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Return of the Knave
Drink It Black
Tuesday, 18 May 2004
Just to warn you, it's coming up to a year since I started this blog and I'm thinking of closing it down.
I'm not quitting the blogging game altogether - it's way too much fun - but a number of people have been having trouble accessing it. First Jannine said she couldn't access it on her home or work computer. Then there was a (temporary) glitch on the Aussie Blogs site. And then Full As a Goog, who also list Australian blogs, told me that they were unable to access the link. I reported the problem to Tripod but they have done nothing about it.

And, hey, what's the point of prolific prolix and proselytising if there's nobody to read it.


My musings on radio inspires me to give you a short history of my own experience:

Growing up it was 6MD or ABC Regional. They were the choices. And, of course, it was all AM or occasionally Dad's fiddling about receiving the odd shortwave broadcast.

When I boarded away we got country radio that was actually WORSE (quite a benchmark). I remember pledging money on a 6AM radiothon and going into the studio to select a song. After what seemed like hours, I finally settled wearily on Dr Feelgood's rendition of "(Get Your Kicks On)Route 66"

Of course I did receive some freebies from their DJ Wheels Dwyer when he visited the school including "Mary of the Fourth Form" the single by the Boomtown Rats and sundry crap like Carl Douglas.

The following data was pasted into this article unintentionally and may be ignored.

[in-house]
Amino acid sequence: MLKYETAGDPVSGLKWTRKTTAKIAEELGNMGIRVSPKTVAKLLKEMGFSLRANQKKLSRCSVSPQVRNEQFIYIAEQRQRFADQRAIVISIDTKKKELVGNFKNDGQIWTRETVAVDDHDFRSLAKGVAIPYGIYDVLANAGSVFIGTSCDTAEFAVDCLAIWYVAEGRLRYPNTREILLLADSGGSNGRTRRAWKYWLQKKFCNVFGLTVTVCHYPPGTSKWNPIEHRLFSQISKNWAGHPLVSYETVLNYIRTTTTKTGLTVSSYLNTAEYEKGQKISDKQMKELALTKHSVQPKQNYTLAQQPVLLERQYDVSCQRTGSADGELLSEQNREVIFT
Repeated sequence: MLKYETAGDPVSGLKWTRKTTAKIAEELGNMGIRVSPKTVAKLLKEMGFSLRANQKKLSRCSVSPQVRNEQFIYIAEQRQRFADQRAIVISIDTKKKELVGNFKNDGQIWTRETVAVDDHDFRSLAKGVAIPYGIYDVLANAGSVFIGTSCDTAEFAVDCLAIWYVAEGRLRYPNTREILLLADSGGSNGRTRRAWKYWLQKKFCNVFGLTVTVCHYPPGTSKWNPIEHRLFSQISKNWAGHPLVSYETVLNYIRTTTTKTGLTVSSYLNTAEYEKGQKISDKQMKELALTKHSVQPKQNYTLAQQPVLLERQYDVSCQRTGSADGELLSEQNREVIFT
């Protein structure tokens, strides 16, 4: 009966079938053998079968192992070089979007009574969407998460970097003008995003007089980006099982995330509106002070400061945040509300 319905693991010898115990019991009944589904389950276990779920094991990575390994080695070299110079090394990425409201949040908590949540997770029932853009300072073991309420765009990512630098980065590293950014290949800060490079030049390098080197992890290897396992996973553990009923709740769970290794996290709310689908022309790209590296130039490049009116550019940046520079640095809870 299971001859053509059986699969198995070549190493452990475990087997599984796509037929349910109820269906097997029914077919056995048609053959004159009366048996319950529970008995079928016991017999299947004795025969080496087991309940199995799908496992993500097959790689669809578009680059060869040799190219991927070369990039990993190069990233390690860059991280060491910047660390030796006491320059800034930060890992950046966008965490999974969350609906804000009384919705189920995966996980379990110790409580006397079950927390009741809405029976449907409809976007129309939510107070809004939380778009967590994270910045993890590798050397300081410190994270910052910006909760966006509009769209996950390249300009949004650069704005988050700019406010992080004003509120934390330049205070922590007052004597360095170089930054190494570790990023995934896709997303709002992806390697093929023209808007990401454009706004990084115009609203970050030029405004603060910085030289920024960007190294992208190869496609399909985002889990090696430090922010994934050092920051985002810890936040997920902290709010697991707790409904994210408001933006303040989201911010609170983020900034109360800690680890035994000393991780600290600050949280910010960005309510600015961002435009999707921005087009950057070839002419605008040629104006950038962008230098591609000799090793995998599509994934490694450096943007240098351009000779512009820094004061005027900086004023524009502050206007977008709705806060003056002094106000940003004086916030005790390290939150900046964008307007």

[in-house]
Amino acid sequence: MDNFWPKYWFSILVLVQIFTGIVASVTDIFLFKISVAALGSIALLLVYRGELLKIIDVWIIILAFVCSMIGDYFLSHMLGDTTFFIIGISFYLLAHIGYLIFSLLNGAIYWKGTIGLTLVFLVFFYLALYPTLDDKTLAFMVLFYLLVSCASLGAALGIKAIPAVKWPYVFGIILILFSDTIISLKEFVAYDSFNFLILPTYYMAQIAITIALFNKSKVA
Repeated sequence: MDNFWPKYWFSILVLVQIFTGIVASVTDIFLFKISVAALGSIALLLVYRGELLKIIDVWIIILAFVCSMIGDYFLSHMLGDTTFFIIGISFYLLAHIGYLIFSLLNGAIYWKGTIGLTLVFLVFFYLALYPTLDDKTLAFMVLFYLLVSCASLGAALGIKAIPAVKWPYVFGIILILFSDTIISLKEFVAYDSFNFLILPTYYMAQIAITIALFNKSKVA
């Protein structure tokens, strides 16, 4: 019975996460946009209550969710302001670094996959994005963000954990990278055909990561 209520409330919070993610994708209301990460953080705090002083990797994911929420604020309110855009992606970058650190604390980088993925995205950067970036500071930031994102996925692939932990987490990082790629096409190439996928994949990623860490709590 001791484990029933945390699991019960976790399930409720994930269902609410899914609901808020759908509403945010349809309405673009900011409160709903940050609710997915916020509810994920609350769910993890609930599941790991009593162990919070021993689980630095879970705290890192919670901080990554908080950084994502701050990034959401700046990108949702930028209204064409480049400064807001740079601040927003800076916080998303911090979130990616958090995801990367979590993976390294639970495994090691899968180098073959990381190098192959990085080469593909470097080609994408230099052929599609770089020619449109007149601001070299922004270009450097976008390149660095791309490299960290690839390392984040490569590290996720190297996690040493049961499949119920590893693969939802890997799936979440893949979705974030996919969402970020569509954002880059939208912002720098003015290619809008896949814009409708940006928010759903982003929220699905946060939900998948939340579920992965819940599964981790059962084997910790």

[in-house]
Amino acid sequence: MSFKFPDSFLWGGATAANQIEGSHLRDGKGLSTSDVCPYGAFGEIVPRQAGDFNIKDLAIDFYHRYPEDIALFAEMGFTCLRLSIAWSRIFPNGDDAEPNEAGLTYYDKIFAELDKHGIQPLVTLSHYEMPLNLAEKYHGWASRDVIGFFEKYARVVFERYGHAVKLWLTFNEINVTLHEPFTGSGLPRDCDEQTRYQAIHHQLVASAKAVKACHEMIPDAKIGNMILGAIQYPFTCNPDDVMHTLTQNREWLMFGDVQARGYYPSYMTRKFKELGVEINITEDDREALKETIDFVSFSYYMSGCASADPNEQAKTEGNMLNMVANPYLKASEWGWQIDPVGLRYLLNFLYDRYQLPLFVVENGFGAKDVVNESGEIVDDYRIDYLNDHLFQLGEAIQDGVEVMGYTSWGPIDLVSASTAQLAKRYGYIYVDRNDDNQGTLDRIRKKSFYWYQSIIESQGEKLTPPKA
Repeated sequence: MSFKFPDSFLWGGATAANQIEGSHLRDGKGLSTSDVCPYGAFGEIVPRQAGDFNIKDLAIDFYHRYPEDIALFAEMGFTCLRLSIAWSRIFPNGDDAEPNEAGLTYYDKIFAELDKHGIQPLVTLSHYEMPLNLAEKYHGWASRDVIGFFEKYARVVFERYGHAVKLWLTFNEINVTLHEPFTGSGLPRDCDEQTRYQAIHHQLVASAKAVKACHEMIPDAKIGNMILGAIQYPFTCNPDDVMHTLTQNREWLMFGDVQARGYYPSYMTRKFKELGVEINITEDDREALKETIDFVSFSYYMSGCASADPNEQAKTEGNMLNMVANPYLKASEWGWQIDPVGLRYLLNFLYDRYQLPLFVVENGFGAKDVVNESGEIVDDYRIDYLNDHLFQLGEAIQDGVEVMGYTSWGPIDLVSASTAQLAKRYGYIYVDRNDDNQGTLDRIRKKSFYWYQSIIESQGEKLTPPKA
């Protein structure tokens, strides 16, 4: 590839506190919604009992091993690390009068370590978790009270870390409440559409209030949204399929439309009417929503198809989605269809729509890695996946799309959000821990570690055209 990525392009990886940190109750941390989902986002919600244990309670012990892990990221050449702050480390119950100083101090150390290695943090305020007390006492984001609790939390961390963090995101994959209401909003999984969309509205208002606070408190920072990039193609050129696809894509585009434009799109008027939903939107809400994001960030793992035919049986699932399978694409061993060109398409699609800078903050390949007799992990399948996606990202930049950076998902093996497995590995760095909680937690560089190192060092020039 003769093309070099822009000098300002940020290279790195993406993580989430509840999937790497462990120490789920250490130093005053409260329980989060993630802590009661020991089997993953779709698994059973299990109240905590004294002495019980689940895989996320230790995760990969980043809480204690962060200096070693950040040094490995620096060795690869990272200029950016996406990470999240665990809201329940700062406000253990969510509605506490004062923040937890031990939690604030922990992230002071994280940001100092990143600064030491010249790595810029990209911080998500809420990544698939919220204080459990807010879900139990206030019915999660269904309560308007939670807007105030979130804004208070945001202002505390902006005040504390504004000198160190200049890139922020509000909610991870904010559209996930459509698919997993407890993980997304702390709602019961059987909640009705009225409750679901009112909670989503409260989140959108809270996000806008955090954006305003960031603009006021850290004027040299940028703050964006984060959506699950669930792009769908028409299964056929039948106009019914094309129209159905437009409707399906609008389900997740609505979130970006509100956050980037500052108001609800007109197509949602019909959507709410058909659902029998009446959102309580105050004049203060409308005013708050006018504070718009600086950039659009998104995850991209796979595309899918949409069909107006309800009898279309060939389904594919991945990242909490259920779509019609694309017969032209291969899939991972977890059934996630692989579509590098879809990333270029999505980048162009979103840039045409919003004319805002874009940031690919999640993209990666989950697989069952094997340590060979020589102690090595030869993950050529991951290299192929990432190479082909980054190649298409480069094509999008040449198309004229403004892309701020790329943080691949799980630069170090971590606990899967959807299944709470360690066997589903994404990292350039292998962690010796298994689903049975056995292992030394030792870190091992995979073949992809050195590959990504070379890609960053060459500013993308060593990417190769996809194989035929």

6MD transmitted 6IX for part of the day and 6AM transmitted 6PM so I already had some exposure to Perth commercial radio before moving there.

And that was enough to make me avoid it as much as possible (there were a few workplaces that insisted on playing the monotonous crap). I mean hey I'd had a taste of community radio; far more palatable and diverse. As I've previously mentioned, I used to sit in my room way up there in the sticks, vainly tuning in to programs like Shake Some Action and One For The Money and hearing newly minted tracks like "TV OD" by The Normal and the eponymous "The Monochrome Set"; songs you won't have heard then or since on 6KY

It was while I was still on the farm that I first heard Riders On The Storm and that really blew me away. It acted as some kind of balance to perhaps otherwise making the mistake of each generation of only getting into whatever was new at the time.

Moving to Perth I continued to listen to alternative radio, naturally enough, and there were some truly outstanding programs aimed at all the various sectors: wimmin, old hippies, folkies, bootscooters, and so on. One particular show must have taken hours to put together as it differed in theme each week and dug out the most obscure tracks that all did a sterling job of tracing the history.